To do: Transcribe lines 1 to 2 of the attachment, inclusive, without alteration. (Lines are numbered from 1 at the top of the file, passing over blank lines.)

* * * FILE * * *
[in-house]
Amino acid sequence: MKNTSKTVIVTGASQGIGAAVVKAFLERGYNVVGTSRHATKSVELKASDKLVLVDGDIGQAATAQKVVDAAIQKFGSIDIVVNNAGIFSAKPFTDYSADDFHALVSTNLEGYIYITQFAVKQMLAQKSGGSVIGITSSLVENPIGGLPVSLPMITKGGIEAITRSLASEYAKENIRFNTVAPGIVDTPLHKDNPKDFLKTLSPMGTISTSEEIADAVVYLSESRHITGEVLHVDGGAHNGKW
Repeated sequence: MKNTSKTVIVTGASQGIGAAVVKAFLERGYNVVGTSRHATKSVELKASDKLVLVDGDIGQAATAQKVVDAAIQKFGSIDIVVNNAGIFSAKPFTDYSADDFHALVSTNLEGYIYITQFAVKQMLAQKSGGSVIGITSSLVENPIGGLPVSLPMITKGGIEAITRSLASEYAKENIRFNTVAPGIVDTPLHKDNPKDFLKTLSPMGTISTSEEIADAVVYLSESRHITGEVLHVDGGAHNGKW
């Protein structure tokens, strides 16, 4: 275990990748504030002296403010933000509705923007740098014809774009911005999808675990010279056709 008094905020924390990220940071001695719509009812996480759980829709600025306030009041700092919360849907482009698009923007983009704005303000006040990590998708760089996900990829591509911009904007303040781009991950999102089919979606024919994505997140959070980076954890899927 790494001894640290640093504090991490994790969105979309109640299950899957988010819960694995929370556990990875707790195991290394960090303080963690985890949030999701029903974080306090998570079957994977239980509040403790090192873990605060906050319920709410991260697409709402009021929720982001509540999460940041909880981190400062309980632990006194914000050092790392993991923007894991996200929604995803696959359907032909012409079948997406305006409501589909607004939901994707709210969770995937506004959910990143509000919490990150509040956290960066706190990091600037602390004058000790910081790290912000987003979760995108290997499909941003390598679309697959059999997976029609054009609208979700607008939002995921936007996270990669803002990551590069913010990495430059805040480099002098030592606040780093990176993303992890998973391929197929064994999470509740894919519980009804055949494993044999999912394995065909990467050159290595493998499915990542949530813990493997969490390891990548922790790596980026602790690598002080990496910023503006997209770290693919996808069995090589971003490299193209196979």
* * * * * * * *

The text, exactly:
[in-house]
Amino acid sequence: MKNTSKTVIVTGASQGIGAAVVKAFLERGYNVVGTSRHATKSVELKASDKLVLVDGDIGQAATAQKVVDAAIQKFGSIDIVVNNAGIFSAKPFTDYSADDFHALVSTNLEGYIYITQFAVKQMLAQKSGGSVIGITSSLVENPIGGLPVSLPMITKGGIEAITRSLASEYAKENIRFNTVAPGIVDTPLHKDNPKDFLKTLSPMGTISTSEEIADAVVYLSESRHITGEVLHVDGGAHNGKW